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# Understand how discounts cut into firm profit margins, and drive demand for more volume

For this post, keep in mind your primary law firm. If its average standard rate is \$400 per hour with a gross margin of 35 percent, the firm makes a profit of \$140 each hour. The 10-percent discount (\$40 per hour) you request reduces that profit by nearly 30 percent. Hence, the firm needs 40 percent more fee volume to earn the same total profit it would have enjoyed without the discount. Legal Week, Vol. 9, Dec 6, 2007 at 26, explains this dynamic.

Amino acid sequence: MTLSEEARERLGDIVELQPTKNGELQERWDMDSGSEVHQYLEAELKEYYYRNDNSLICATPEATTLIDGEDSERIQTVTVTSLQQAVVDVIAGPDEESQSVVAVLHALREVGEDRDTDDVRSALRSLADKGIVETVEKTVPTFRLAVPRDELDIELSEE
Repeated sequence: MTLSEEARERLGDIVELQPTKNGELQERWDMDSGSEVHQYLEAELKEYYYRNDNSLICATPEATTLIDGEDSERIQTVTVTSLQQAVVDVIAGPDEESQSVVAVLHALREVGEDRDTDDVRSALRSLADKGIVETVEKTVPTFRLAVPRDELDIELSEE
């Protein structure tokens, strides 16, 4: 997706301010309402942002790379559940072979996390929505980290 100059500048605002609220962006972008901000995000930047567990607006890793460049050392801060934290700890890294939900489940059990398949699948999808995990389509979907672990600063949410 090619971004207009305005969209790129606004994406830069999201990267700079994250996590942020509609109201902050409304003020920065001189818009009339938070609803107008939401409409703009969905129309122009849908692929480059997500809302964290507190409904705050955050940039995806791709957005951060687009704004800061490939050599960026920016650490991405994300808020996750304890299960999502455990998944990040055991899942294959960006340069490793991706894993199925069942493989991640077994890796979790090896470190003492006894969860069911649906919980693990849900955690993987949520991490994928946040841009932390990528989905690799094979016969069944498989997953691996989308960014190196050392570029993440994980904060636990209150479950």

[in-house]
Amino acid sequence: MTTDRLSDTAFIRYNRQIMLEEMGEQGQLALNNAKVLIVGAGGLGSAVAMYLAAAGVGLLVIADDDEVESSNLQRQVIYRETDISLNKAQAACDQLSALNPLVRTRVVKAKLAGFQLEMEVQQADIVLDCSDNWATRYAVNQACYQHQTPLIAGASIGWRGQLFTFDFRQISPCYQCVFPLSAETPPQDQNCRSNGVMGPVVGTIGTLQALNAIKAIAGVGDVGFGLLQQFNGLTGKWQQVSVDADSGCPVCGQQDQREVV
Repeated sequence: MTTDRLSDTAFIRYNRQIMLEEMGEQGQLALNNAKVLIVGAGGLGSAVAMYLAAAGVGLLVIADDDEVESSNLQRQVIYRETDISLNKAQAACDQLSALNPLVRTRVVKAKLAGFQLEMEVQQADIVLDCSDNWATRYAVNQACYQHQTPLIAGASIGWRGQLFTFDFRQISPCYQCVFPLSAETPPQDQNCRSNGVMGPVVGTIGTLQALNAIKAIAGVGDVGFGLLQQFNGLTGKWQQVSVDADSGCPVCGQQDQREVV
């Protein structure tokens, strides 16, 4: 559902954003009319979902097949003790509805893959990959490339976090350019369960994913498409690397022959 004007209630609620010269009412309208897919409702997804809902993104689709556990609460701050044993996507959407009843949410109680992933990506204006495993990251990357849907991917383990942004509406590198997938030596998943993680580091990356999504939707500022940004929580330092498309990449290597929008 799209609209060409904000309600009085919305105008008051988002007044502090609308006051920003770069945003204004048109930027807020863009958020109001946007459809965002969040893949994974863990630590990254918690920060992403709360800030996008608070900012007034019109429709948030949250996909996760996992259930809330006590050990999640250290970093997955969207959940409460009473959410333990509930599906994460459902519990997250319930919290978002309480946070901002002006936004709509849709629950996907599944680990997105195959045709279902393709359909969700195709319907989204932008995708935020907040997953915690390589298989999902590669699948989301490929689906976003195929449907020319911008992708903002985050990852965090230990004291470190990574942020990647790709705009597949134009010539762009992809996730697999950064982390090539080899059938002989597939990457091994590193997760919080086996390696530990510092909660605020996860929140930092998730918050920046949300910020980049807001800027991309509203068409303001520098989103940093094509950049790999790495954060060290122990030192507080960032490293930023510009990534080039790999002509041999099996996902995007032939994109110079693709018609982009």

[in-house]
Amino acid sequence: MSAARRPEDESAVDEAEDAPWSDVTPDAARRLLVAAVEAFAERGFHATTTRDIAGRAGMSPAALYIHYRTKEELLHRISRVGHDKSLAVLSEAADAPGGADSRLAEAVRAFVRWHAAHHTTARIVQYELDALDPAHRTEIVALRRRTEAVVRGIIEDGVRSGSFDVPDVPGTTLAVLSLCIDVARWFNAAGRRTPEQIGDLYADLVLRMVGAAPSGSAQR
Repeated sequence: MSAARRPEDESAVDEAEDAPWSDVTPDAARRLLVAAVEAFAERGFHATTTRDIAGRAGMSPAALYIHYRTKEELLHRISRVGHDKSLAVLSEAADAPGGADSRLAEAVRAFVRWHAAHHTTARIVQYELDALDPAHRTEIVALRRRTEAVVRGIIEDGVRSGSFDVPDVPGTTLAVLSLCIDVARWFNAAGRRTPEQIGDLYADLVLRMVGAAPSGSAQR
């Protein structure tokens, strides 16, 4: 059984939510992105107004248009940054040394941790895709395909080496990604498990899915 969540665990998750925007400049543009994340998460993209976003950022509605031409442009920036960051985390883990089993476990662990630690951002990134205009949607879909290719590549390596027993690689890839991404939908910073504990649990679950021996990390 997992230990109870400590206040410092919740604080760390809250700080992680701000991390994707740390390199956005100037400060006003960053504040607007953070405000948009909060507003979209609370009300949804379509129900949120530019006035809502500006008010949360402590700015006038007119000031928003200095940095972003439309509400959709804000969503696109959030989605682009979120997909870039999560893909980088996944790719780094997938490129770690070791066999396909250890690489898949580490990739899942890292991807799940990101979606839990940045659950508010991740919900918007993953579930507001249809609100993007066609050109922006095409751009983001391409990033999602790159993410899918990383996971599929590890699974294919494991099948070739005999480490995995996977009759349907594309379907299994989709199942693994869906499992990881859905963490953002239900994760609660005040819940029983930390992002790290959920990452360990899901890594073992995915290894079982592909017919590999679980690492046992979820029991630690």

Here is an example. If the firm logged 100 hours at standard rates, it would bill \$40,000 and earn a profit of \$14,000. If the firm discounts its \$400 an hour rate by 10 percent to \$360 an hour, it would bill \$36,000 and earn a profit of \$10,000, which is \$4,000 less. To recoup that lost profit, the firm would need to bill approximately 140 hours at the same 10 percent discount level (\$360 per hour times 140 hours at 28.5% margin) = \$14,364.

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